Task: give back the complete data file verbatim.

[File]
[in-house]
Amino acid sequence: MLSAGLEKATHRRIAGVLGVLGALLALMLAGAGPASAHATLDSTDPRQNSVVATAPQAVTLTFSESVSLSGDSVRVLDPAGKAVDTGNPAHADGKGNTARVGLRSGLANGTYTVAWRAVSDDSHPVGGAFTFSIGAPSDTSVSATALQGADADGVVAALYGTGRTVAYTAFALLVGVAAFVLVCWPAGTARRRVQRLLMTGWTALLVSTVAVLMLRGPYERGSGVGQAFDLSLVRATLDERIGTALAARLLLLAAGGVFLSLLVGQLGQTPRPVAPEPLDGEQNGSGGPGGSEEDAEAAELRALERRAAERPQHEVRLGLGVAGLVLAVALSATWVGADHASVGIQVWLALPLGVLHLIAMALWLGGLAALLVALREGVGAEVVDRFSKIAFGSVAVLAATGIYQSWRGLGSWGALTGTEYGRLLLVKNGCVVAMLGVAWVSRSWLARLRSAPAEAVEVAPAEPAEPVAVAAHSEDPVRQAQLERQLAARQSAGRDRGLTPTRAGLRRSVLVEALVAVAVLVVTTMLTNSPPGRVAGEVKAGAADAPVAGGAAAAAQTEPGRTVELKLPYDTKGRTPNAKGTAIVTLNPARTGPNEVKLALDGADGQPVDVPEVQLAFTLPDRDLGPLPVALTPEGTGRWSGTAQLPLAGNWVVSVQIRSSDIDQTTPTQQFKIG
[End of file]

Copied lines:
[in-house]
Amino acid sequence: MLSAGLEKATHRRIAGVLGVLGALLALMLAGAGPASAHATLDSTDPRQNSVVATAPQAVTLTFSESVSLSGDSVRVLDPAGKAVDTGNPAHADGKGNTARVGLRSGLANGTYTVAWRAVSDDSHPVGGAFTFSIGAPSDTSVSATALQGADADGVVAALYGTGRTVAYTAFALLVGVAAFVLVCWPAGTARRRVQRLLMTGWTALLVSTVAVLMLRGPYERGSGVGQAFDLSLVRATLDERIGTALAARLLLLAAGGVFLSLLVGQLGQTPRPVAPEPLDGEQNGSGGPGGSEEDAEAAELRALERRAAERPQHEVRLGLGVAGLVLAVALSATWVGADHASVGIQVWLALPLGVLHLIAMALWLGGLAALLVALREGVGAEVVDRFSKIAFGSVAVLAATGIYQSWRGLGSWGALTGTEYGRLLLVKNGCVVAMLGVAWVSRSWLARLRSAPAEAVEVAPAEPAEPVAVAAHSEDPVRQAQLERQLAARQSAGRDRGLTPTRAGLRRSVLVEALVAVAVLVVTTMLTNSPPGRVAGEVKAGAADAPVAGGAAAAAQTEPGRTVELKLPYDTKGRTPNAKGTAIVTLNPARTGPNEVKLALDGADGQPVDVPEVQLAFTLPDRDLGPLPVALTPEGTGRWSGTAQLPLAGNWVVSVQIRSSDIDQTTPTQQFKIG